Too much pressure for Girl Scouts to sell, sell, sell?

A mom sent me a note about selling Girl Scout cookies. Apparently she’s getting some pressure (I’m not sure from whom) that she is not pushing the girls to sell enough cookies.

She writes: “Should people buy them if it’s the parents/leaders doing it all?? Should some girls be made to feel ‘bad’ about not selling a billion?”

Our leader was always very relaxed about it, and I appreciated that. We went out and sold, but we weren’t going to make ourselves crazy to sell another 100 boxes. We did booth sells at Discover Mills one time and the girls all seemed to enjoy it and were excited to be there. I don’t think our leader would have done it if they weren’t having fun.

I actually felt more pressure to sell the Boy Scout popcorn than I did the cookies. Maybe because I was less excited to sell that. I just don’t think people want the popcorn as much as they want the cookies.

So what do you think? Have you experienced pressure to sell Girl Scout cookies or Boy Scout popcorn? Has your troop leader ever made you feel badly for not selling enough?

Do you buy if it’s the leader or parent selling?

75 comments Add your comment

tc

March 16th, 2012
6:15 am

Our GS troop is also very relaxed about selling cookies. But the BS popcorn is another story. We have to sell it and if you don’t sell it, you don’t get a discount on your troop dues. That popcorn is so dang expensive and you don’t get a lot of it. I’m actually embarassed to have my son sell it because of the price. I think the boy scouts need to get with the girl scouts and figure out how they can sell so many more cookes for so much less. And then take that advice and reduce the price of the popcorn.

Miss Priss!

March 16th, 2012
6:33 am

I swear to God, the Girl Scouts would make a whole lot more money if in Georgia and South Carolina they sold nipple rings and cigarettes.

Fred ™

March 16th, 2012
6:41 am

Unfortunately we have only done the Girl Scout cookies once . They disbanded my daughter’s troop the next year. She loved it.

From a man’s point of view, selling GS cookies is like asking a drunk if he wants another beer. The Boy Scout “popcorn” is another thing. BS popcorn was late to the party. They are like Democrats trying to get into talk radio lol. It ain’t happening.

homeschooler

March 16th, 2012
6:59 am

:-) That was funny Fred. I agree on all points that I just read. Still, when you think about it GS cookies are expensive. 3.50 for a very small amount of cookies? People are willing to buy them, though because it it a tradition. There are much better tasting cookies in the stores imo. (well, except for thin mints). Also, popcorn is popcorn. GS cookies are unique. My kids have never been in the scouts. Just never found a good group close enough.
I can totally see there being a lot of pressure though. It seems that is is going to fall more on the parents than it used to, though because we don’t allow kids to go door to door anymore (or do we?). Parents have to ask the people at their work, set up booths, etc.. What can the kids do besides call a couple relatives or go to a few close neighbors?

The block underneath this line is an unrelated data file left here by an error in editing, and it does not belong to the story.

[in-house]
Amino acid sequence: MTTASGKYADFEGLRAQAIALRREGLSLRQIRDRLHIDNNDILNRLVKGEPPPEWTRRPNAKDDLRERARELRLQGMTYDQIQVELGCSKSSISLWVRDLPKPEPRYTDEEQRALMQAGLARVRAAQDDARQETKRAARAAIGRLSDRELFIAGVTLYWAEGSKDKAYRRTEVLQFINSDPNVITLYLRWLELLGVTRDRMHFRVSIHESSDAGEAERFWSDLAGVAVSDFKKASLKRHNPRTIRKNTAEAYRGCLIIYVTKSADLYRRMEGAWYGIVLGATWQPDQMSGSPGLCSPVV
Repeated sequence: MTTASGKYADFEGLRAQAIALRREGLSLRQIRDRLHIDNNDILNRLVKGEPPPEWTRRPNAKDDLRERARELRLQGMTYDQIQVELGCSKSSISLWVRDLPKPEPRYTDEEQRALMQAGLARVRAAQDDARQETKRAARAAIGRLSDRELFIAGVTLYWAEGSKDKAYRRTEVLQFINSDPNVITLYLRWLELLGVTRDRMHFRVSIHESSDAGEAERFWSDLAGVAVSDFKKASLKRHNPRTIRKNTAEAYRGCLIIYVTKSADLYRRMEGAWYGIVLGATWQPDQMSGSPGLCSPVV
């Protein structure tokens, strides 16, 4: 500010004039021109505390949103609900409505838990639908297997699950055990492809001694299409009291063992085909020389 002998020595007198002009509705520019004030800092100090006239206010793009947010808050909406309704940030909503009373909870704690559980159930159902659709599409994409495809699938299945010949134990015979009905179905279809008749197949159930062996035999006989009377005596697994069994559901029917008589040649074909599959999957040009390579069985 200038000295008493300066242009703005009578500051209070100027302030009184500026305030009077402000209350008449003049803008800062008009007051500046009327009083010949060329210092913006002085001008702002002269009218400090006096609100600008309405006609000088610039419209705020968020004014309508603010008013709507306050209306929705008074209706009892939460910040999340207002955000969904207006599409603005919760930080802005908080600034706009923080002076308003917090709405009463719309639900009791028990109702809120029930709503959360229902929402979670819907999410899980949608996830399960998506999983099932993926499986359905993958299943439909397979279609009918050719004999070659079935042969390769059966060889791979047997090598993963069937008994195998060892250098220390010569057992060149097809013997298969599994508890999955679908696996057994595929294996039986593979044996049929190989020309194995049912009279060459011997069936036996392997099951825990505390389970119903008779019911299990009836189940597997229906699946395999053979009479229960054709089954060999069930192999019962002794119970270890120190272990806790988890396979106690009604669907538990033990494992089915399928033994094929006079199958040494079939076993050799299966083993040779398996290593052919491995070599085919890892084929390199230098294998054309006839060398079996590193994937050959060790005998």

shaggy

March 16th, 2012
7:11 am

Boy Scout popcorn is an aberration.
In my BS day (actually, it is still my BS day.) we paid dues, provided our own camping gear, which we preferred, and paid extra for the special events, like Jamboree, which my misfit troop won every time we competed. We didn’t have, or care about, complete uniforms, and the other troops were all crisply dressed, with shiny, new gear. Our gear was never shiny, because it was used frequently when we were not “called into action” for Jamborees, organized camping trips, etc… When it came down to competitions, we smoked the new and shiny scout’s britches…we tied knots, made fires, compass navigation, etc… all of the time anyway. We had an edge, and laughing at the inept, but crisply dressed losers was an object of great fun.

We still talk about it today, over beers that we can legally drink…yes, I am still close friends with my scout buddies, and we continue that which made us close in our youth. We are bigger now, but trust me, we still have that edge.

Me

March 16th, 2012
7:21 am

Well, I always purchase my normal 4 cases of Girl Scout cooies. I don’t have anyone I even know in the Girl Scouts but I love their cookes so I buy them. As for the Boy Scout popcorn, I usually buy the $20 box – which is really espensive for popcorn – but that’s it as I don’t find their popcorn all that appealing.

A

March 16th, 2012
7:34 am

The Boy Scout popcorn is a joke. In the Fall, when I see those dreaded tables set up outside *every* store I visit, I avoid it like the plague. Who think overpriced, stale popcorn is going to sell? And while I do still support my neighborhood Girl Scouts by buying a few boxes of Thin Mints, the cookies are expensive, and I think from now on I’ll just buy 1-2 boxes and call it a day.

JATL

March 16th, 2012
7:43 am

I think it depends on the troop leader. You’re always going to have “those” types who turn everything into a crazed competition and suck the fun out of all of it. My son is just about to get into scouting, so if that takes, we will sell what we sell. If someone doesn’t like it, they can lump it! If I had a troop leader getting nutty, I would probably put her/him in their place and let them know where they could stick all the extra cookies or popcorn -in private of course! Some of my verbiage would probably not be suitable for young audiences.

Bunion Jeff

March 16th, 2012
7:47 am

I agree. More cigarettes and nipple rings….And clamps.

What’s the point of selling cookies? Have they not looked around and noticed the level of obesity and diabetes in this nation? To say the Boy Scouts are lame for selling popcorn is absurd. At least popcorn does not contribute to this nations poor health.